|Publication number||US3956117 A|
|Application number||US 05/528,513|
|Publication date||May 11, 1976|
|Filing date||Nov 29, 1974|
|Priority date||Nov 29, 1974|
|Publication number||05528513, 528513, US 3956117 A, US 3956117A, US-A-3956117, US3956117 A, US3956117A|
|Inventors||Robert L. Bradley, Anthony J. Sadowski, Edward G. Ballweber|
|Original Assignee||Nalco Chemical Company|
|Export Citation||BiBTeX, EndNote, RefMan|
|Patent Citations (4), Referenced by (18), Classifications (11)|
|External Links: USPTO, USPTO Assignment, Espacenet|
Industrial processes such as machining, lubricating and grinding operations often produce oily waste water in the form of oil-in-water emulsions. These oily waste water emulsions, which typically contain from 100 to 1,000 or more ppm of oil, may not be discharged into waterways without serious ecological consequences. Therefore, effluents containing such emulsions are closely monitored and regulated by environmental agencies. Industrial plants which generate effluents containing oil emulsions are obliged to treat these effluents in a manner which allows their final discharge to meet environmental agencies' standards. Our method of breaking oil-in-water emulsions can be efficaciously employed in treating industrial effluents containing these wastes.
The oil-in-water emulsions, with which we are here concerned, are usually stabilized by a negatively charged surfactant. Certain polycationic electrolytes are capable of neutralizing the negative charge carried by the emulsified oil particles thereby causing the emulsion to become destabilized and to form many small flocs, which may or may not be visible to the human eye. Depending on the nature of the oil, the flocs may be removed at this point by conventional processes like flotation followed by skimming, or filtration. Alternatively, it may be useful or necessary to add other inorganic or organic flocculants before undertaking removal of the oil. In any event, the water which is left behind is generally clear and free of oil and can be discharged, recirculated or reused.
A method has been discovered for resolving oil-in-water emulsions through the treatment of these emulsions with a water-soluble condensation copolymer of 1,4-dichloro-2-butene and a lower aliphatic secondary amine. Dispersing this water-soluble copolymer within the emulsion causes the emulsion to break and separate into an aqueous phase and an oil phase. The oil phase may then be removed by conventional methods. In one embodiment of the invention the addition and mixing of the water-soluble copolymer is followed by the addition and dispersal of one or more flocculants. The additional flocculant(s) encourage rapid agglomeration of the flocs and thereby facilitate removal of the oil.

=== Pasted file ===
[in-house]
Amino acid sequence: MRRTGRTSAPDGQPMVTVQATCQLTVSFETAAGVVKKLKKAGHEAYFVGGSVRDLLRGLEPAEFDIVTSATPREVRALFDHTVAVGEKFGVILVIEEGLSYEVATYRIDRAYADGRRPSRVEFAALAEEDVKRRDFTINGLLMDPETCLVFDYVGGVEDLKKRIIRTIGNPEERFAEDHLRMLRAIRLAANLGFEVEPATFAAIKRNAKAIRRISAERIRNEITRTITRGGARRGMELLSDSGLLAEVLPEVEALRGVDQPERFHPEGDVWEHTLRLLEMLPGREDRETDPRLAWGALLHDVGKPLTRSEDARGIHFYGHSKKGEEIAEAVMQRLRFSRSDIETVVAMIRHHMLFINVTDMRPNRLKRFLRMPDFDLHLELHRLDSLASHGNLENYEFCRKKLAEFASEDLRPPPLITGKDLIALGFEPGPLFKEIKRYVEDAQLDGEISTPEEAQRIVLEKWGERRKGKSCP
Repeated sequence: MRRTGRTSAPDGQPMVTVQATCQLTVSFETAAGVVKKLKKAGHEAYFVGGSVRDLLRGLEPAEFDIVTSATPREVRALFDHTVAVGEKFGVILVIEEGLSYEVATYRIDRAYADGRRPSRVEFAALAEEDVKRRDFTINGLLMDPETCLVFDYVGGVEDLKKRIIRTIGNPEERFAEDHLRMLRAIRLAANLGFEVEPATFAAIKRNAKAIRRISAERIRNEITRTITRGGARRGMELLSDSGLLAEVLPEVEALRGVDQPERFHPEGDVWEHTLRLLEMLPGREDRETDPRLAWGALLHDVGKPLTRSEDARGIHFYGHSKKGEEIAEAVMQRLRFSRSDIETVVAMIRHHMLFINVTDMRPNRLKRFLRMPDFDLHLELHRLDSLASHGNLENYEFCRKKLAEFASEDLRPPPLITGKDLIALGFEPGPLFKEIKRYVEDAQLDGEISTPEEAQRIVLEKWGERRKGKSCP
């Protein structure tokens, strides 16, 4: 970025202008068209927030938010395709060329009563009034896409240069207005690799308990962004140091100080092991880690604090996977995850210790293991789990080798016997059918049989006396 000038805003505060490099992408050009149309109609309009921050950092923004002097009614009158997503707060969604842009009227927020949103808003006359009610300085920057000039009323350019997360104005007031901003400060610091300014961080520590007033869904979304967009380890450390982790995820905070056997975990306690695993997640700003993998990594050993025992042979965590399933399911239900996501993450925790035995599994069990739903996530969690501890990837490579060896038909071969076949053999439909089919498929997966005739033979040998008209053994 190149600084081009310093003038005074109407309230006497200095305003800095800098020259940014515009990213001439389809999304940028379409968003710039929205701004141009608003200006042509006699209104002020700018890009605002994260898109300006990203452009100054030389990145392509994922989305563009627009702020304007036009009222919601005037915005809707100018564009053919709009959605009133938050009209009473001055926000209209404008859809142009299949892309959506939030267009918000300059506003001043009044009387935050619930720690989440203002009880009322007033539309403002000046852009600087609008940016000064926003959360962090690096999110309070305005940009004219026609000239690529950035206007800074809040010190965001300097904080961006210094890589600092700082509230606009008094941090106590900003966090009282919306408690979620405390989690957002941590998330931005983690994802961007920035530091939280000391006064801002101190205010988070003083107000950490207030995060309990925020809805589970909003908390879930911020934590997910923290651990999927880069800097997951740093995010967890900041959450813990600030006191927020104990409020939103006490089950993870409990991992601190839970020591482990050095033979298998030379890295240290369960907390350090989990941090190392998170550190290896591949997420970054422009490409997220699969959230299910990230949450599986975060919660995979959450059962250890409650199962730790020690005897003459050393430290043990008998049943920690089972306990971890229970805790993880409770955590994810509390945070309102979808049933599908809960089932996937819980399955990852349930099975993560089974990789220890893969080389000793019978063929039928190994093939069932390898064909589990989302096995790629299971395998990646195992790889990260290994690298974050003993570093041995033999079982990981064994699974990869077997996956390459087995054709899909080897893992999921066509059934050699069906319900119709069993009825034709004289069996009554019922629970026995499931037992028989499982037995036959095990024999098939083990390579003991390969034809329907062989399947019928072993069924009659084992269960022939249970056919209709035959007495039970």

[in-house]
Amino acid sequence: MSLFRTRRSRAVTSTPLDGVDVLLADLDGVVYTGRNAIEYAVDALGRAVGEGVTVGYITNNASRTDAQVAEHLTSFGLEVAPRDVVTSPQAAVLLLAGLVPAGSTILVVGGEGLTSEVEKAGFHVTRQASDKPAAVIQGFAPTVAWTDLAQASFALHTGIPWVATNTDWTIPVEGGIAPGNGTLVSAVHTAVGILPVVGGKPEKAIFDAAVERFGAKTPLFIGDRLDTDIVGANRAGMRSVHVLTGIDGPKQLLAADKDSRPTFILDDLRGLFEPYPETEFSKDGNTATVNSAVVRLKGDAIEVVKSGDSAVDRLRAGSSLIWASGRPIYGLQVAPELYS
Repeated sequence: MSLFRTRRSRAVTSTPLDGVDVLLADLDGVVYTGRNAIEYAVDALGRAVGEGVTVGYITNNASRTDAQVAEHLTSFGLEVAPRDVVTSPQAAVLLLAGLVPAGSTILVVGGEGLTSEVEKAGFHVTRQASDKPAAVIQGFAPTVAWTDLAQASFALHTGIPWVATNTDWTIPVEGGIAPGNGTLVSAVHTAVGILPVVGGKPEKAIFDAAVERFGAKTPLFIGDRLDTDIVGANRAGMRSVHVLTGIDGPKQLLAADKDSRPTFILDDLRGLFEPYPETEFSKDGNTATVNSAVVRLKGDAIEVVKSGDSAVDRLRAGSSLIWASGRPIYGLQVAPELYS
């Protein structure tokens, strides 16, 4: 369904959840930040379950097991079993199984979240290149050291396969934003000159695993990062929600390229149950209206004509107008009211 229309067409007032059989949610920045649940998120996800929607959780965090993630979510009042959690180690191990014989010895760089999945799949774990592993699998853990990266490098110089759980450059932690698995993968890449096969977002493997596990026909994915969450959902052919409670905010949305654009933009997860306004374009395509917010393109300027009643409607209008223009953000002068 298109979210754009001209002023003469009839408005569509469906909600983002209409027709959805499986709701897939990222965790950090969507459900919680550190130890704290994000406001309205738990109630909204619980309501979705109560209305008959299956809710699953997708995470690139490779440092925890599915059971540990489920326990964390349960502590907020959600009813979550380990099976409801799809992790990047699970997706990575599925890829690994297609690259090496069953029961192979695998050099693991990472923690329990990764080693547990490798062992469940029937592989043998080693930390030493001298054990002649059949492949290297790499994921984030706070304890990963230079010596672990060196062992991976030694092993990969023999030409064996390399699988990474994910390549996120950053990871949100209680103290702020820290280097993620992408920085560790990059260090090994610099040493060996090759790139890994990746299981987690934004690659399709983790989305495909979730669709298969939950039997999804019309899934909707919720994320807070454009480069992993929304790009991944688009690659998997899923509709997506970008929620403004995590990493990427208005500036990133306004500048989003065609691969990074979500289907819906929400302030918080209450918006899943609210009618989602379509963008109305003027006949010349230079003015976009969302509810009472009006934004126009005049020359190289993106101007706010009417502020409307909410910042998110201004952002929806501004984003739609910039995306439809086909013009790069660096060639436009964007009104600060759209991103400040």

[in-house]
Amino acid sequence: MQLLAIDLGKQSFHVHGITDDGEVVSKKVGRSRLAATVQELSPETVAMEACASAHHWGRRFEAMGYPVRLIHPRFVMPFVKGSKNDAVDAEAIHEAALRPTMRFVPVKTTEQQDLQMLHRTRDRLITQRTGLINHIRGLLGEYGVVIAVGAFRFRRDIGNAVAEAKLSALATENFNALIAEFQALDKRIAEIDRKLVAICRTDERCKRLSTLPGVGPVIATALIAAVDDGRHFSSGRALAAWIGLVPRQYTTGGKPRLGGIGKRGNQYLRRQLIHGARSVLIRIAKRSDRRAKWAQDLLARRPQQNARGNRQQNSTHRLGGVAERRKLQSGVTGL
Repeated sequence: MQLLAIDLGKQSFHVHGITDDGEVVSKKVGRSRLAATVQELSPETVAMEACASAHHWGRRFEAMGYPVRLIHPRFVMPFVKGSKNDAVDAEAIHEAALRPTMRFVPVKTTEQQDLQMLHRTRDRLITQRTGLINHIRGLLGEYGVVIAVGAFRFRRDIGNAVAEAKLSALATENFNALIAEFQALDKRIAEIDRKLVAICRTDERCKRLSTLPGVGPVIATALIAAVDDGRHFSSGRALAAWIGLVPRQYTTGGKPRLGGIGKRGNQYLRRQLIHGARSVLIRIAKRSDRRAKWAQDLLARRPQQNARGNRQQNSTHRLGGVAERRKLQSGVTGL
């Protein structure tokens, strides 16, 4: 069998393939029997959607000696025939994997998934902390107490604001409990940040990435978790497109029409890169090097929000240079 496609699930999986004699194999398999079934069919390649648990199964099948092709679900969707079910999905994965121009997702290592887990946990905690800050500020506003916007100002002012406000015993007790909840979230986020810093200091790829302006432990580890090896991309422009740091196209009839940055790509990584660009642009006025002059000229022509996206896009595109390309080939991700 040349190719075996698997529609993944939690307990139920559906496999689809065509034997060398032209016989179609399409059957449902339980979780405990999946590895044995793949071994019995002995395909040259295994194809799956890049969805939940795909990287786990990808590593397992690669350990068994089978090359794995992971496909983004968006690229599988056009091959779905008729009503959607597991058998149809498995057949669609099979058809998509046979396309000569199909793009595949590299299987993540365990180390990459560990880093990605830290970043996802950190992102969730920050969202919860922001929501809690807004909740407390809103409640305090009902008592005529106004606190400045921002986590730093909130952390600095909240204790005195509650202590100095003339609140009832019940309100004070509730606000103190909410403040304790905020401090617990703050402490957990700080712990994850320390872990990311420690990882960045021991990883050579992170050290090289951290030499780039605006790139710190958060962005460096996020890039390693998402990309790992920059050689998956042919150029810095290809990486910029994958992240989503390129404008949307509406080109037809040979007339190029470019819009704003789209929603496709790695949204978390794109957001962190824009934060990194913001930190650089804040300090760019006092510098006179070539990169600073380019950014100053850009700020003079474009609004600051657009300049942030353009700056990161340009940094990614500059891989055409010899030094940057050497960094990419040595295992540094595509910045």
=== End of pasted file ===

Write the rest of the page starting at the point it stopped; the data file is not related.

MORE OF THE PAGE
The dosage of the water-soluble condensation copolymer of 1,4-dichloro-2-butene and a lower aliphatic secondary amine added to the oil-in-water emulsion may vary between 5 ppm and 1000 ppm by weight. A preferred dosage is between 20 ppm and 50 ppm by weight. Use of the water-soluble copolymer is not confined to a narrow pH range. In a preferred embodiment of the invention the pH of the oil-in-water emulsion will be adjusted to between pH 4 and pH 10 before adding the copolymer.
In one embodiment of this invention the resolution of the oil-in-water emulsion is accomplished by adding a water-soluble condensation copolymer of 1,4-dichloro-2-butene and a lower aliphatic secondary amine to the oil-in-water emulsion, and mixing to disperse the copolymer within the emulsion. The molecular weight of this copolymer may vary between 2000 and 500,000, though in the preferred embodiment the molecular weight of the copolymer is not less than 10,000.
A useful concentration of the copolymer in the oil-in-water emulsion will be between 5 ppm and 1000 ppm by weight though in the preferred embodiment a concentration of between 20 ppm and 50 ppm by weight is used. Water-soluble condensation copolymers of 1,4-dichloro-butene and a lower aliphatic secondary amine are effective in resolving oil-in-water emulsions over a wide pH range. In a preferred practice of this invention the pH of the oil-in-water emulsion is adjusted to between pH 4 and pH 10 before adding the copolymer.
In another embodiment of the invention, the dispersal of the water-soluble copolymer within the oil-in-water emulsion is followed by the addition of one or more flocculants. The addition of flocculants hastens the coagulation of the oil products and hence makes for effective separation of the aqueous and oil phases and easier removal of the oil. Inorganic flocculants such as the salts of calcium, zinc, iron, aluminum, or copper, and high molecular weight organic flocculants may be used either alone or in combination.